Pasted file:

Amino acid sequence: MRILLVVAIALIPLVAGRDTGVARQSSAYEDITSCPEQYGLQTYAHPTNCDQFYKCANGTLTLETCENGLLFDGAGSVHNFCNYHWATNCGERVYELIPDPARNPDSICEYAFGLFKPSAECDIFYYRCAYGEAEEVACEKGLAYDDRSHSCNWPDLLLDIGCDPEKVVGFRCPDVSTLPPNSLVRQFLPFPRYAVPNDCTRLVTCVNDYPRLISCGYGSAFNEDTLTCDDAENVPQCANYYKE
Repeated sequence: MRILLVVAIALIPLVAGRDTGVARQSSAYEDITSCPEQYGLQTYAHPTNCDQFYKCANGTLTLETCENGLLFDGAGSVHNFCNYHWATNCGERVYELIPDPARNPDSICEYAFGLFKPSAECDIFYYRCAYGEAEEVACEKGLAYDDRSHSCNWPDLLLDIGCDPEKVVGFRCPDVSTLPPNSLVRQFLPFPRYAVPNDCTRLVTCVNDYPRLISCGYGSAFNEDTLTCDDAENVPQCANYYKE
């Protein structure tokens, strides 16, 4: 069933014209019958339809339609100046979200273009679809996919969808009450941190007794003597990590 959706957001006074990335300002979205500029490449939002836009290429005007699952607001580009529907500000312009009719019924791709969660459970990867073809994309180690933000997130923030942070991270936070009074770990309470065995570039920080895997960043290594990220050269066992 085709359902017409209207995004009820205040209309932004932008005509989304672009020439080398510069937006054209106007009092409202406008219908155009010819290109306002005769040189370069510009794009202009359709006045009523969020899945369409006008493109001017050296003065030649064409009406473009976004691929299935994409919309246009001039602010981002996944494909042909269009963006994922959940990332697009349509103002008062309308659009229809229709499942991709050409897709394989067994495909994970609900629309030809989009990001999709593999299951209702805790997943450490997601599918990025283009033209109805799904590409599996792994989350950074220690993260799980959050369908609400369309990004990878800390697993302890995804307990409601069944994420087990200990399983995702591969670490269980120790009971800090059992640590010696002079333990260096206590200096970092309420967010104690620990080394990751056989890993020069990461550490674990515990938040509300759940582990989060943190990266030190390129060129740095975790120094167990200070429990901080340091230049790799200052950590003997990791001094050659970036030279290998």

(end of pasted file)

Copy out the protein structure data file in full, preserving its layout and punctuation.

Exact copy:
Amino acid sequence: MRILLVVAIALIPLVAGRDTGVARQSSAYEDITSCPEQYGLQTYAHPTNCDQFYKCANGTLTLETCENGLLFDGAGSVHNFCNYHWATNCGERVYELIPDPARNPDSICEYAFGLFKPSAECDIFYYRCAYGEAEEVACEKGLAYDDRSHSCNWPDLLLDIGCDPEKVVGFRCPDVSTLPPNSLVRQFLPFPRYAVPNDCTRLVTCVNDYPRLISCGYGSAFNEDTLTCDDAENVPQCANYYKE
Repeated sequence: MRILLVVAIALIPLVAGRDTGVARQSSAYEDITSCPEQYGLQTYAHPTNCDQFYKCANGTLTLETCENGLLFDGAGSVHNFCNYHWATNCGERVYELIPDPARNPDSICEYAFGLFKPSAECDIFYYRCAYGEAEEVACEKGLAYDDRSHSCNWPDLLLDIGCDPEKVVGFRCPDVSTLPPNSLVRQFLPFPRYAVPNDCTRLVTCVNDYPRLISCGYGSAFNEDTLTCDDAENVPQCANYYKE
């Protein structure tokens, strides 16, 4: 069933014209019958339809339609100046979200273009679809996919969808009450941190007794003597990590 959706957001006074990335300002979205500029490449939002836009290429005007699952607001580009529907500000312009009719019924791709969660459970990867073809994309180690933000997130923030942070991270936070009074770990309470065995570039920080895997960043290594990220050269066992 085709359902017409209207995004009820205040209309932004932008005509989304672009020439080398510069937006054209106007009092409202406008219908155009010819290109306002005769040189370069510009794009202009359709006045009523969020899945369409006008493109001017050296003065030649064409009406473009976004691929299935994409919309246009001039602010981002996944494909042909269009963006994922959940990332697009349509103002008062309308659009229809229709499942991709050409897709394989067994495909994970609900629309030809989009990001999709593999299951209702805790997943450490997601599918990025283009033209109805799904590409599996792994989350950074220690993260799980959050369908609400369309990004990878800390697993302890995804307990409601069944994420087990200990399983995702591969670490269980120790009971800090059992640590010696002079333990260096206590200096970092309420967010104690620990080394990751056989890993020069990461550490674990515990938040509300759940582990989060943190990266030190390129060129740095975790120094167990200070429990901080340091230049790799200052950590003997990791001094050659970036030279290998």